Sculptor Ruth A. Migdal still celebrating the female form at 90

Migdal’s latest sculpture is set to be unveiled Thursday on the Near North Side.

SHARE Sculptor Ruth A. Migdal still celebrating the female form at 90
Sculptor Ruth Aizuss Migdal in her studio in East Garfield Park. Her latest sculpture celebrates the female form while protesting the U.S. Supreme Court’s decision to overturn Roe vs. Wade.

Sculptor Ruth Aizuss Migdal in her studio in East Garfield Park. Her latest sculpture celebrates the female form while protesting the U.S. Supreme Court’s decision to overturn Roe vs. Wade.

Anthony Vazquez/Sun-Times

On a street of stark brick warehouses, where the air is grubby with Canadian wildfire smoke — made worse by the billowing dust from a nearby saw cutting into concrete — a woman with a cane emerges from a doorway framed with ivy.

She beckons for her guest to follow her inside.

“I don’t have any depth perception,” she says, explaining the need for the cane.

She leads the way along a dimly lit corridor, turns sharply and then into a high-ceilinged space that instantly overwhelms.

The walls, the shelves, tables are all covered with sculptures of the female body. Mostly, what you notice, though, are the breasts: hundreds of them — small, large, in wax, clay, bronze, glossy red, gold-leafed. In the center of a lunch table, there’s a pair made of solid lead and too heavy to lift.

They aren’t trophies. For Ruth Aizuss Migdal, their 90-year-old creator, they are symbols of feminine beauty, defiance, rage.

“They are absolutely voluptuous, but the point is, they are beautiful and they are powerful,” says Migdal, whose large pale blue eyes are ringed with turquoise eyeliner. “That’s very important because men do not look at women who are not beautiful.”

Why does she care what men think?

“Because they are powerful,” she says. “They run this world. Why do you think we are in such trouble?”

This week, Migdal, who lives in the Gold Coast neighborhood, was preparing to unveil her latest sculpture: a 22-foot-tall aluminum figure, a dozen or so strands sprouting from the top like seaweed caught in a tempest. The sculpture is on display in a courtyard at a new mixed-income development on the Near North Side. The strands are actually spears, says Migdal.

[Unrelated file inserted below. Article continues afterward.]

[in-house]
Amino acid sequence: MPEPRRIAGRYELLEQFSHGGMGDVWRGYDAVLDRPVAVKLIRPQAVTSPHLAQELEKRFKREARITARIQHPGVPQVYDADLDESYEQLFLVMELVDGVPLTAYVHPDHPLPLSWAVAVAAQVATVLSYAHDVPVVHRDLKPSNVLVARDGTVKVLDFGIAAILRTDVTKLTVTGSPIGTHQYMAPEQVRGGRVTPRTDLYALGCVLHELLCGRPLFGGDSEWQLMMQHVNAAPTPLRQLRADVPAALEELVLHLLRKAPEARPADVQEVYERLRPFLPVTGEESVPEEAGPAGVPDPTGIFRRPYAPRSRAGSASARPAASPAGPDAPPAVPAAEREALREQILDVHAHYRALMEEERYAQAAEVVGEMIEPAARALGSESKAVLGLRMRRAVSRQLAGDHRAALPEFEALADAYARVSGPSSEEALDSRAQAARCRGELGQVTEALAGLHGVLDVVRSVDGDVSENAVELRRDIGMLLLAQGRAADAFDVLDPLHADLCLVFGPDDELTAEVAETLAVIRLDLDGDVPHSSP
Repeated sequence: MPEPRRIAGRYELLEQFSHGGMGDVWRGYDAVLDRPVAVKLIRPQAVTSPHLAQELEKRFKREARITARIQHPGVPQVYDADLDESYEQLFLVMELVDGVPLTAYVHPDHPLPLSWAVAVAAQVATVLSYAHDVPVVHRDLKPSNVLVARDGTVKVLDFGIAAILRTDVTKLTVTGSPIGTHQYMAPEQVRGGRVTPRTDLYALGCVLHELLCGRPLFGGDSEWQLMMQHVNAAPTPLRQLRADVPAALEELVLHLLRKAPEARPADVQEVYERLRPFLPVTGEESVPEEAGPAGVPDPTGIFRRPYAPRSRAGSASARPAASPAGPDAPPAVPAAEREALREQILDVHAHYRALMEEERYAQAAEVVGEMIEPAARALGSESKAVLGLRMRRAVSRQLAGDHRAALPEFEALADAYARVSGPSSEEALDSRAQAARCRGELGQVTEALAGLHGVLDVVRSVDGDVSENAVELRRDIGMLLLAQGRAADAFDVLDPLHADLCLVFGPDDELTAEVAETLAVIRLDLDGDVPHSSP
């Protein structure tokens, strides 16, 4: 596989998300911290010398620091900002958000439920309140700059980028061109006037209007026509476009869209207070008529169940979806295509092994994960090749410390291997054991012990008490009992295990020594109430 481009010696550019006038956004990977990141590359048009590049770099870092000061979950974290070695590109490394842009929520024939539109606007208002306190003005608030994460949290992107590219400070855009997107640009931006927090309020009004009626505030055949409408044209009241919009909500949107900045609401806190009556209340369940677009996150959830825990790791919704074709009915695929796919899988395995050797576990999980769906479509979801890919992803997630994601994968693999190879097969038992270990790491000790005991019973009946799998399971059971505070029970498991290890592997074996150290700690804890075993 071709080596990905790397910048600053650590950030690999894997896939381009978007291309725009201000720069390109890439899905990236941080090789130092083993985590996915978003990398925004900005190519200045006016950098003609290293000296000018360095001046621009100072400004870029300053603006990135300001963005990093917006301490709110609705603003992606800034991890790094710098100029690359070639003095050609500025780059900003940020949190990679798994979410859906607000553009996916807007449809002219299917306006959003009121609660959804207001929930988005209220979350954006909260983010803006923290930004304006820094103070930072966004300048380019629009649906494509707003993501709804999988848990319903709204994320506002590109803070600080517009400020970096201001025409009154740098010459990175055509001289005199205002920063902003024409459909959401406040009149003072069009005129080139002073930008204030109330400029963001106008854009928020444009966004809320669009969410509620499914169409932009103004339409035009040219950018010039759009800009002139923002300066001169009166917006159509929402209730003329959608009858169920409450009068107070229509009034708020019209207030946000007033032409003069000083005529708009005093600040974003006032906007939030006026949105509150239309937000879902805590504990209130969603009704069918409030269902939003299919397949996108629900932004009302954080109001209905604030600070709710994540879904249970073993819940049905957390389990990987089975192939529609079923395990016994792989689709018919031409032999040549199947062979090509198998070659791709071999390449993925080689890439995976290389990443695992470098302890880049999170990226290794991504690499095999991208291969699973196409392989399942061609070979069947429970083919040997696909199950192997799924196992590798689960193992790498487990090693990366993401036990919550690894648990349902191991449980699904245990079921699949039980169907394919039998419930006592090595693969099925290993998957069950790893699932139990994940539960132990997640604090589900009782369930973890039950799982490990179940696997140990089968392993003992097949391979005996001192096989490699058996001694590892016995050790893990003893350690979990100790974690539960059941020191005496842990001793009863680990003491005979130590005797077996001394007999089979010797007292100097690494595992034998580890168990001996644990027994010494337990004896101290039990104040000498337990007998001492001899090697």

More about that later.

Ruth A. Migdal in front her newly installed sculpture at 869 W. Blackhawk St.

Ruth A. Migdal in front her newly installed sculpture “Red Tree Uprising” at 869 W. Blackhawk St.

Anthony Vazquez/Sun-Times

Almost 80 years after she saw a painting at the Art Institute of Chicago — she doesn’t remember which one — and decided that making art would be her life, she’s still melting and molding wax into models for sculptures that have appeared in public spaces across the city and the nation.

Migdal, who is Jewish and grew up in Lawndale, says her mother neglected her — a blessing because it allowed the girl the freedom to do as she wished, except during the High Holidays of Rosh Hashanah and Yom Kippur. On one such occasion, Midgal’s mother refused to let her attend a lecture at the Art Institute.

“I paid no attention to her,” Migdal says. “I finished my painting and I went to the Art Institute. That’s when I chose my religion.”

Migdal studied painting, not sculpting, and, by her own account, was a “very successful” painter for many years.

She switched to sculpture in the 1960s while she was teaching art at Malcolm X College and she got her hands on some clay. And in her hands, the clay swells into sensual, bold, sexual things.

“Sure they are sexual. I had a good sex drive, but in my day you did nothing about it,” she says.

On a tour of her studio, in the East Garfield Park neighborhood, she leads a guest between tables to a shelf cluttered with what are clearly male figures.

“They all have erections, you notice. I like men with erections,” she says without a hint of a blush. Migdal has been married twice, for the last 30 years to James A. Brown, a retired Northwestern University professor of archeology.

Migdal used to work in her studio every day, but is now there just twice a week. She’ll still spend four or five hours here, bent over a desk littered with scraps and slivers of wax. Other artists make bronze casts from the wax or cut, shape and weld the aluminum for the finished work.

There’s an electric frying pan near Migdal’s extremely cluttered desk for melting the wax. A big slab of dark brown wax lies on the desk, like a piece of ancient flesh discovered during the thawing of glacial ice.

The desk where Ruth A. Migdal shapes and melts wax forms for her sculptures.

The desk where Ruth A. Migdal shapes and melts wax forms for her sculptures.

Anthony Vazquez/Sun-Times

“Well, I’m making flesh,” Migdal says, unsurprised at the comparison.

A little later, it’s over to Wendelin Park, the Near North Side housing project hosting her newest sculpture. The huge arm of a crane looms over the concrete paving where the piece is rising. The base is already bolted to the ground. The metal spears lie on the ground, gleaming in the hazy sunlight.

The protest piece is entitled: “Red Tree Uprising.”

“I’m very angry with what the [U.S.] Supreme Court did to women — I’m furious,” she said, referring to the 2022 decision to overturn Roe Vs. Wade.

But at 90 — 91 in August — isn’t it time to let someone else feel the rage?

“I don’t go around yelling at people,” she says, mildly irritated at the question. “I wanted to announce that it’s time to fight — by voting.”

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